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From the Bishop - May 2011

No, this is not about nature’s welcome signs of spring after a long, cold, snowy Maine winter. This is rather about the radical meaning for our lives of the Resurrection of Jesus Christ from the dead.

The earliest Christian community was absolutely convinced that Christ’s Resurrection makes all the difference. St. Paul could not make it any clearer: “If Christ has not been raised, then our preaching is in vain and your faith is in vain” (1 Cor. 15:14). As the Catechism of the Catholic Church declares, “The Resurrection of Jesus is the crowning truth of our faith in Christ” (#638), and “constitutes the confirmation of all Christ’s works and teachings” (#651).

What does Christ’s Resurrection mean for you and me, for our hopes, our lives? Consider these truths:

  • Because Christ, in His risen glory, is not confined by restrictions of space and time, He remains present with us in every moment of our lives.
  • The Risen Lord encounters us most intimately and powerfully in the Eucharist, where we are formed by His word and nourished with His Body and His Blood.
  • We receive Christ’s mercy and the forgiveness of our sins in the Sacrament of Penance and Reconciliation.
  • We are sent on mission to bring the Good News of Christ’s victory to the world.
  • We translate our faith in Christ and His mercy into active commitment to defend human life from the moment of conception to the moment of natural death, and at every moment in between.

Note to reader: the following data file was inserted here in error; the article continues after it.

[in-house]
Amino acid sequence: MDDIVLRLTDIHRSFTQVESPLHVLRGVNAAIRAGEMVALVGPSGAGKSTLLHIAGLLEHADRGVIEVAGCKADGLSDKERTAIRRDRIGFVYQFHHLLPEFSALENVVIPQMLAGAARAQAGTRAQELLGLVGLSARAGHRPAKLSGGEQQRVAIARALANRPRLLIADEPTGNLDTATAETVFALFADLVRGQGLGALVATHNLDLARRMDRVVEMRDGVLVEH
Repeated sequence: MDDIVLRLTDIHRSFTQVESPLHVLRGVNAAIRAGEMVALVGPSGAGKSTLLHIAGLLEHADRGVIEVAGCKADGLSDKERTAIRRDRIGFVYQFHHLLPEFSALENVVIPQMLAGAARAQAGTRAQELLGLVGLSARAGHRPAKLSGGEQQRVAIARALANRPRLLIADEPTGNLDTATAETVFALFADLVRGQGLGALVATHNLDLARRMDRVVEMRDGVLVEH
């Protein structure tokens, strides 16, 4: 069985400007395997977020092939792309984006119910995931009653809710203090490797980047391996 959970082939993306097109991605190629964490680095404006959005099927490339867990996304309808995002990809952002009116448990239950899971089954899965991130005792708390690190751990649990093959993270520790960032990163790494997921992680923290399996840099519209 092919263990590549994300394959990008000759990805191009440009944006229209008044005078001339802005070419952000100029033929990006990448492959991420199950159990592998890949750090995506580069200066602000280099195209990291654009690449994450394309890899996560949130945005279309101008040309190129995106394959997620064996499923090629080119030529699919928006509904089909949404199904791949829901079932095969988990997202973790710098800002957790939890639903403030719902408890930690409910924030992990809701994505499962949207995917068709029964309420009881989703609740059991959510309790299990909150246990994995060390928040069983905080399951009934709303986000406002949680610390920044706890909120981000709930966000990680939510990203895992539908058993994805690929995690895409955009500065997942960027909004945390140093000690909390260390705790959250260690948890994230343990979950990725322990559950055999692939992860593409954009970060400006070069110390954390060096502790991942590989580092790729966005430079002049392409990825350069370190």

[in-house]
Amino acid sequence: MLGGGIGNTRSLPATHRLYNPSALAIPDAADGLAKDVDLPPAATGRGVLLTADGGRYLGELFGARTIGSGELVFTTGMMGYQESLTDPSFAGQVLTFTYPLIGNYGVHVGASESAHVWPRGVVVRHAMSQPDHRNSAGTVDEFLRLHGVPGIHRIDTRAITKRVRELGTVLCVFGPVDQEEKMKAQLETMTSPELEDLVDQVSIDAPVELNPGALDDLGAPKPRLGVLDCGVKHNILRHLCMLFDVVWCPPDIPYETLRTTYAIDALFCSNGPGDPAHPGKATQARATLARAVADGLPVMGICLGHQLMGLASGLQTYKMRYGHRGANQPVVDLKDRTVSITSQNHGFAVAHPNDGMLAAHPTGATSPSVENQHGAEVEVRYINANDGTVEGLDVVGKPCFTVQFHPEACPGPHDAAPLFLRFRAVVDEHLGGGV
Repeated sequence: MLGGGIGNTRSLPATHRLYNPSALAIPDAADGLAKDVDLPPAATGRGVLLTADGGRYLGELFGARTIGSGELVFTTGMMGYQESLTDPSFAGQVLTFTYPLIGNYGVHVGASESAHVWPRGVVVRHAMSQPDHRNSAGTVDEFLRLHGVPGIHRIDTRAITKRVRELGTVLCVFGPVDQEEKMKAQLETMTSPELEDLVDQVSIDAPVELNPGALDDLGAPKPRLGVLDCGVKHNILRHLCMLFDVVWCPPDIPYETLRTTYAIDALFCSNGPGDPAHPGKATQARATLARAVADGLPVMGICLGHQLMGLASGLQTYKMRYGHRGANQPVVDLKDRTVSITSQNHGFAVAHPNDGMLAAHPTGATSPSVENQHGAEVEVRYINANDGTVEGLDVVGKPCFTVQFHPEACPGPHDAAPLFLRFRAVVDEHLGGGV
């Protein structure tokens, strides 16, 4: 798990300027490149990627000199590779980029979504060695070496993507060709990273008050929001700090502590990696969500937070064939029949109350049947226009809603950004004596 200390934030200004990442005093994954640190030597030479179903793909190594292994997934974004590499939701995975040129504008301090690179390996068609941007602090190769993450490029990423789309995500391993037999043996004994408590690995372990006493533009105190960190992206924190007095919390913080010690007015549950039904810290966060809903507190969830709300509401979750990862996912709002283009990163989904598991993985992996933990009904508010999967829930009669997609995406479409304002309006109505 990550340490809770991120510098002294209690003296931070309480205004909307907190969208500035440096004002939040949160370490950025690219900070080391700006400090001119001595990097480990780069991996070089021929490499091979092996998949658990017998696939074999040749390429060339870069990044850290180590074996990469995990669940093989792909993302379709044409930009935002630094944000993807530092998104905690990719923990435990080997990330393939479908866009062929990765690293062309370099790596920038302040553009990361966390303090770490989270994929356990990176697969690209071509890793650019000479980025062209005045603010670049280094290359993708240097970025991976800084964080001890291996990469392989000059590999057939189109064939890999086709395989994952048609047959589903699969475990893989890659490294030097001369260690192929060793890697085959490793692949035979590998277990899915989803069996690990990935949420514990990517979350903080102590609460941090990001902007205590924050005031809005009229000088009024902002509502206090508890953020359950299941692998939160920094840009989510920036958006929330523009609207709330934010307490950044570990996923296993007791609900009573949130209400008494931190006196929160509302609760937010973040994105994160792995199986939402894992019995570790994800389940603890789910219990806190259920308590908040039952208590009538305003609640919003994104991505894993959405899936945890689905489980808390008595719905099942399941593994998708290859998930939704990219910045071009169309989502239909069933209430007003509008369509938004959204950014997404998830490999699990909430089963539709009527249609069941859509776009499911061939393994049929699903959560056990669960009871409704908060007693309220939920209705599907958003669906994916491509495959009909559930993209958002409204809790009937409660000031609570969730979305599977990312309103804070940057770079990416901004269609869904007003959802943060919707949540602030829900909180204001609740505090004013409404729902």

• Those moments “in between” include our caring for people in any need – the poor, the homeless and hungry, the immigrant newly arrived on our shores.
  • We will honor our duty as stewards of God’s creation to care for our natural environment.
  • We will burn with a passion to share our faith with others, especially with our Catholic sisters and brothers who have wandered from the Church.
  • We believe in the resurrection of the body and life everlasting.

Easter lilies and hyacinths add much to our enjoyment of life. Warm breezes and green lawns are refreshing. Opening day has come and gone, and our hope for a Red Sox World Series win is ignited again.

But Easter? It is about resurrection: Christ’s and, in Him, our own. It is about how we will live. And die. Resurrection makes all the difference.

Christ is risen! Happy Easter!

-Most Rev. Richard J. Malone